Note that the way it works is not quite as simple as Mosler writes, although I love his straightforward manner and I think the read above is very informative and beautifully contrarian. On a short-term basis there are fluctuations due to paper speculation and the fact that although Aramco has a lot of power, that power is not total. In addition, Aramco has at least 17 separate prices based on location and crude quality. In any case, Mosler's explanation, while lacking all of the details, serves its purpose to explain the spiral that has occurred (and continues to do so).

The thesis that Saudi OSPs create constant pressure on oil prices and are the main driver of oil prices is sure to raise eyebrows, so I will offer further evidence of its truth.

Let's have a look at the Aramco price changes in the middle of 2014 -- as prices were rising for the first half of the year but started to fall in the second half. Below is a chart of the Arab Light OSPs during that turning point:

(Source: eia.gov)

We can see that the trend turned negative (lower premiums and higher discounts) from July to August. For August compared to July, the Asia and Europe regions saw lower prices while the US price stayed the same. After August, the prices turned farther downward in a hurry.

Below is a chart of WTI and Brent during that time period. (WTI has a very high correlation with ASCI)

WTI Crude Oil Spot Price Chart

WTI Crude Oil Spot Price data by YCharts

Keep in mind that the August OSPs would have been announced during the first few days of July. We can clearly see that oil started to drift lower in July, but truly started dropping precipitously once the August pricing kicked in. The downturn accelerated right along with the acceleration of Saudi discounting; prices were cut more and more as the months went on. The following chart zooms in on July 1 until the present:

WTI Crude Oil Spot Price Chart

WTI Crude Oil Spot Price data by YCharts

The most current data reflects February 2015 OSPs and the prices were announced about a week ago as follows:

  • US: premium of $0.30
  • Northwestern Europe: discount of $4.65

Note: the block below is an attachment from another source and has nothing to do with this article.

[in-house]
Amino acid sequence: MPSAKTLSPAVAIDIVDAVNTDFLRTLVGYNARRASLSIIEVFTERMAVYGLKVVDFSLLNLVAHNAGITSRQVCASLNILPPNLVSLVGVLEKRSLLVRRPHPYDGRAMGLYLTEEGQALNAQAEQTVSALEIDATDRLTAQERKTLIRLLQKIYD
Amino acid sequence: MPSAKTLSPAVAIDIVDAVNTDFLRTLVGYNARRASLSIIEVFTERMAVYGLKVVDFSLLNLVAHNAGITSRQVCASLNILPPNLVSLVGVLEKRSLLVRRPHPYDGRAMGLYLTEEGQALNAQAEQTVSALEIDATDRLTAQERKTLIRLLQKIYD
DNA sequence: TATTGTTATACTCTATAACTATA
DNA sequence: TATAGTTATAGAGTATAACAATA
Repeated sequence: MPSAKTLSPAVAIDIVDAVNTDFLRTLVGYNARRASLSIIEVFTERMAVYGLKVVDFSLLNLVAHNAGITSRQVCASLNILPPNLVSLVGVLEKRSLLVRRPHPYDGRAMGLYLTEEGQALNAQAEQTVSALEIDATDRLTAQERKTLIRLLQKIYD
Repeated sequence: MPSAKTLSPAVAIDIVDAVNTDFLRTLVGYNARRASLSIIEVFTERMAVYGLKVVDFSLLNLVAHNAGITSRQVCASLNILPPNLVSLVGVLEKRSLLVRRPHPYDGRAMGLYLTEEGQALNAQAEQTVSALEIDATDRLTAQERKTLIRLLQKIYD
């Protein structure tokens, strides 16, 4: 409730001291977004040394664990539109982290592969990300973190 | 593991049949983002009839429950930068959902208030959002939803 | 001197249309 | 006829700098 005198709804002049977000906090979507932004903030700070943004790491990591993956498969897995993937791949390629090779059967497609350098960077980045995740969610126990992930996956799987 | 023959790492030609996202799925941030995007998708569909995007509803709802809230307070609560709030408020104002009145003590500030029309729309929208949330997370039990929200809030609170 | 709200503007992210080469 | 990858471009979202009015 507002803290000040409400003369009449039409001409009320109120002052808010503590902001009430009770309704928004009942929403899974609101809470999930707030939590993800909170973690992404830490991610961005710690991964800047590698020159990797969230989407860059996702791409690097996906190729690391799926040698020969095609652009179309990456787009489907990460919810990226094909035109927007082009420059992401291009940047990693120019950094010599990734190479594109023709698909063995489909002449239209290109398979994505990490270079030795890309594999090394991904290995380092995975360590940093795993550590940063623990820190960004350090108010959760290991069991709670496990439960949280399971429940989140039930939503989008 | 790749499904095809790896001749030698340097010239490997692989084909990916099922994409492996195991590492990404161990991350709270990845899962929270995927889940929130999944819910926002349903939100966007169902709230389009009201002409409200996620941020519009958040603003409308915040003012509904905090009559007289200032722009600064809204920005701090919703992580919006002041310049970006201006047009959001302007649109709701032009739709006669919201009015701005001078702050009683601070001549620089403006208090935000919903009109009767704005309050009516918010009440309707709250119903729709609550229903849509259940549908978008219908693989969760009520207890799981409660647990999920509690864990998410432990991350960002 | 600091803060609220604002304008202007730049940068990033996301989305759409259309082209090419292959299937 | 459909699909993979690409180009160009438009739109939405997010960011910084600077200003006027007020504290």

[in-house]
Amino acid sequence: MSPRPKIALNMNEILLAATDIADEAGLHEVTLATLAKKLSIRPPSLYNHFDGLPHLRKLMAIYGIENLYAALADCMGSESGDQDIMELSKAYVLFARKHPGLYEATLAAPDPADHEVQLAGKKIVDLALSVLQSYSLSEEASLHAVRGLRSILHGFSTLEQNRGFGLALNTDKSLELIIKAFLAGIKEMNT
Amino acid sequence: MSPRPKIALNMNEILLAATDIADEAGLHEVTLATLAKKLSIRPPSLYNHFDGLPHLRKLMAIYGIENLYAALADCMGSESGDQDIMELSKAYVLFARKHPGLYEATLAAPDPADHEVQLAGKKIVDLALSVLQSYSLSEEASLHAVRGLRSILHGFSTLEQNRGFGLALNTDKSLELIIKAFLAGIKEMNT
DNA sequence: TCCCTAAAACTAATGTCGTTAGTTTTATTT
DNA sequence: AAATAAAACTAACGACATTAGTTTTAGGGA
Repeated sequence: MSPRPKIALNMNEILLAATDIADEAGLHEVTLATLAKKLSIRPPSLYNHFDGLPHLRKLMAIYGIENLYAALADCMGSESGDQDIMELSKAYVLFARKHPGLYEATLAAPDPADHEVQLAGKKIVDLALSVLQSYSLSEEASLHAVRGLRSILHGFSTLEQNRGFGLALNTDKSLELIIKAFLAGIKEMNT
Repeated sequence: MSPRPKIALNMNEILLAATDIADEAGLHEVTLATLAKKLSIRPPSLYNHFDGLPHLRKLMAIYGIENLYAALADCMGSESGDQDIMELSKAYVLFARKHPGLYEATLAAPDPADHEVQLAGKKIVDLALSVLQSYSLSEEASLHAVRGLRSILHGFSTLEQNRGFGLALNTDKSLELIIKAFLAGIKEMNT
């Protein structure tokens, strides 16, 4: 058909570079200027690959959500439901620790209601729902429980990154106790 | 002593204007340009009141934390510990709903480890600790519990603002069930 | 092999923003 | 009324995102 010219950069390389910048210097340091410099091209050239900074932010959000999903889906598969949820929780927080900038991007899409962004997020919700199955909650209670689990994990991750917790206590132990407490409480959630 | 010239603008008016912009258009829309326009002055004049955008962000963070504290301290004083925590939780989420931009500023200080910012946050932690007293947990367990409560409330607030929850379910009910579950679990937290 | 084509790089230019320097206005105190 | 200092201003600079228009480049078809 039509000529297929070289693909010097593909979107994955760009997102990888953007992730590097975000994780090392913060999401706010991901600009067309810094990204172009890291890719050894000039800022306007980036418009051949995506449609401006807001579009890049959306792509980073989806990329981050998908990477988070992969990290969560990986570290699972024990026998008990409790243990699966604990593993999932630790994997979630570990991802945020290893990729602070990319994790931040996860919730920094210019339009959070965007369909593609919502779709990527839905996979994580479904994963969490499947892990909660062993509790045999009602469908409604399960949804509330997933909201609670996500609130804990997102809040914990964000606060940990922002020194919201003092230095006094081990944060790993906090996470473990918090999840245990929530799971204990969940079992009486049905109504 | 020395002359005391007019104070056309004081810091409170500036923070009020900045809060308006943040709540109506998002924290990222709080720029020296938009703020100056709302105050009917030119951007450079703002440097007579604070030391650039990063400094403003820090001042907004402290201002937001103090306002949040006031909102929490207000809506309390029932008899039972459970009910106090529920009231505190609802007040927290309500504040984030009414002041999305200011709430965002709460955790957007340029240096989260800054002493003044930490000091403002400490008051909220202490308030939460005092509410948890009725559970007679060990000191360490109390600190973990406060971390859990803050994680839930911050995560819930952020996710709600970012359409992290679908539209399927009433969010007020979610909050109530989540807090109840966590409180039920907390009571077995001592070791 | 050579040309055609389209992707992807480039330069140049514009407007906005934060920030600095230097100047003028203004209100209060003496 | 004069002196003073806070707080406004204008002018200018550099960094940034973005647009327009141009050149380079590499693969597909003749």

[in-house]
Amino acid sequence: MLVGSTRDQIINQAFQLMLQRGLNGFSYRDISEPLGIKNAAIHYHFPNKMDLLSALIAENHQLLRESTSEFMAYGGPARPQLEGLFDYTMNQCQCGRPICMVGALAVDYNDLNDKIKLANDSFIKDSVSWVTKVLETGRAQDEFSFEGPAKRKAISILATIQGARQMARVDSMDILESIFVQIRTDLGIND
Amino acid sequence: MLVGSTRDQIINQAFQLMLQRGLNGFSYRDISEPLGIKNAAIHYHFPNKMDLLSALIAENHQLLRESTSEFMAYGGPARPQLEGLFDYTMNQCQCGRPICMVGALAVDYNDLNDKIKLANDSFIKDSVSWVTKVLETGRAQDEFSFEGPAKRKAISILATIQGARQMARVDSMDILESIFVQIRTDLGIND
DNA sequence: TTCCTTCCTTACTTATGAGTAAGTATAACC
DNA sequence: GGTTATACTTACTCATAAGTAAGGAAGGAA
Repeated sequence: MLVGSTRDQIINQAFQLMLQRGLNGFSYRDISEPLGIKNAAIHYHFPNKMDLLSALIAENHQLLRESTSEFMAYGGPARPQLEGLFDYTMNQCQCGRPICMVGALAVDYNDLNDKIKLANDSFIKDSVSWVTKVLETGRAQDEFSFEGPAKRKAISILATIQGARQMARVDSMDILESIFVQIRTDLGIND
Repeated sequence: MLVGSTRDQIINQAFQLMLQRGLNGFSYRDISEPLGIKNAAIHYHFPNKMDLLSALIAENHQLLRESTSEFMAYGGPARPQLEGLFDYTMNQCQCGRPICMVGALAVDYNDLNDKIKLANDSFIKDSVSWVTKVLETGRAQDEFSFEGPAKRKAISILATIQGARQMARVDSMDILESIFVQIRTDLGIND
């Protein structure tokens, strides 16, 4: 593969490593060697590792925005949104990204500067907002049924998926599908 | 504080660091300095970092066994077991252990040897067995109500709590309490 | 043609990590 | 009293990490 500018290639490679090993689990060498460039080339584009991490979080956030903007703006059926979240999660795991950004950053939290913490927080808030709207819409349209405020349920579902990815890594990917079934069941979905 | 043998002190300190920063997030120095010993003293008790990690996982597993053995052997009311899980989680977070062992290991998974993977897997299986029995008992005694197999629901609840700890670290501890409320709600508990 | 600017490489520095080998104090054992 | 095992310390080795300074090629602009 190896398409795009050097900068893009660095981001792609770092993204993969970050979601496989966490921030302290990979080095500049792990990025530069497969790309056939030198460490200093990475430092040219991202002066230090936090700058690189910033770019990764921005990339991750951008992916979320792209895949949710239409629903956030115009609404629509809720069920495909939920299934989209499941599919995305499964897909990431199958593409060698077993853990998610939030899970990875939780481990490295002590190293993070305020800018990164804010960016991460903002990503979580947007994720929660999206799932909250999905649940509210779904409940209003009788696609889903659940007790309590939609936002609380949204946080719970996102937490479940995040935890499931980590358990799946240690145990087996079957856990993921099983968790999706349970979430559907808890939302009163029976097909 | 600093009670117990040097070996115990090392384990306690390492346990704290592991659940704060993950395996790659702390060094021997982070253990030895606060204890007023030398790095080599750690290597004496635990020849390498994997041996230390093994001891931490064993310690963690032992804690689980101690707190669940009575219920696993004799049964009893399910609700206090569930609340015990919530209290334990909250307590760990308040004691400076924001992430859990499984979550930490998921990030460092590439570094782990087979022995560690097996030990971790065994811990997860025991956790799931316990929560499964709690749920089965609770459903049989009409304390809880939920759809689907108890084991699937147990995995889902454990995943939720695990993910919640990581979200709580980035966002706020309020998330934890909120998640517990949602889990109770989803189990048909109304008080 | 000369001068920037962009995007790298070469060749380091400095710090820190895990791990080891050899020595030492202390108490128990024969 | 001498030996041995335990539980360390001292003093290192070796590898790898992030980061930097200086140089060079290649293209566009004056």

• Asia: discount of $1.40

As we can readily see, the prices have come down quite a bit since the inflection point in the summer of 2014.

Why? And Where Do We Go From Here?

Why the Saudis would wish a lower oil price is difficult to say with certainty. My opinion is that they simply want to crush some of the high-cost oil and thereby lower overall global production. If they achieve that, then their future pricing power goes up. They can also raise production to fill any gap left by the lost production elsewhere thus gaining market share. If prices stay low enough for long enough, the Saudis can raise prices substantially and despite the rise, high-cost oil will not come back for years. While fracking can technically be cranked up rather quickly the funding for it will undoubtedly take years to come back if the loan default pain in 2015 is deep enough. And I expect that pain to go deep.

Political motivation cannot be ruled out, but I think that is a secondary goal. Any effects vs. Syria, Russia, Iran, or others will be a bonus on top of the economic gains of forcing many producers out of business for a protracted length of time.

From here we go downward, frankly. One can see from the February 2015 OSP pricing that the pressure on oil prices due to Aramco have only accelerated since the summer of 2014. The US price is about $3 lower and the Asia price is about $3.40 lower than that time. The Europe price is slightly lower.

Any news of production cuts (likely to come from the US and other high-cost producers) will give oil prices a bounce, but for long-term strength in the price, look to Aramco pricing. When that entity begins to raise prices across the board we will see a true and steady rise in the oil benchmark contracts.

ETFs for which oil benchmarks are relevant:

  • United States Oil ETF, LP (NYSEARCA:USO)
  • iPath S&P Crude Oil Total Return Index ETN (NYSEARCA:OIL)
  • PowerShares DB Oil ETF (NYSE:DBO)
  • The United States Brent Oil ETF, LP (NYSEARCA:BNO)
  • Energy Select Sector SPDR ETF (NYSEARCA:XLE)
  • SPDR S&P Oil & Gas Exploration & Production ETF (NYSEARCA:XOP)
  • Market Vectors Oil Services ETF (NYSEARCA:OIH)
  • SPDR S&P Oil & Gas Equipment & Services ETF (NYSEARCA:XES)

Disclosure: The author has no positions in any stocks mentioned, and no plans to initiate any positions within the next 72 hours.

The author wrote this article themselves, and it expresses their own opinions. The author is not receiving compensation for it (other than from Seeking Alpha). The author has no business relationship with any company whose stock is mentioned in this article.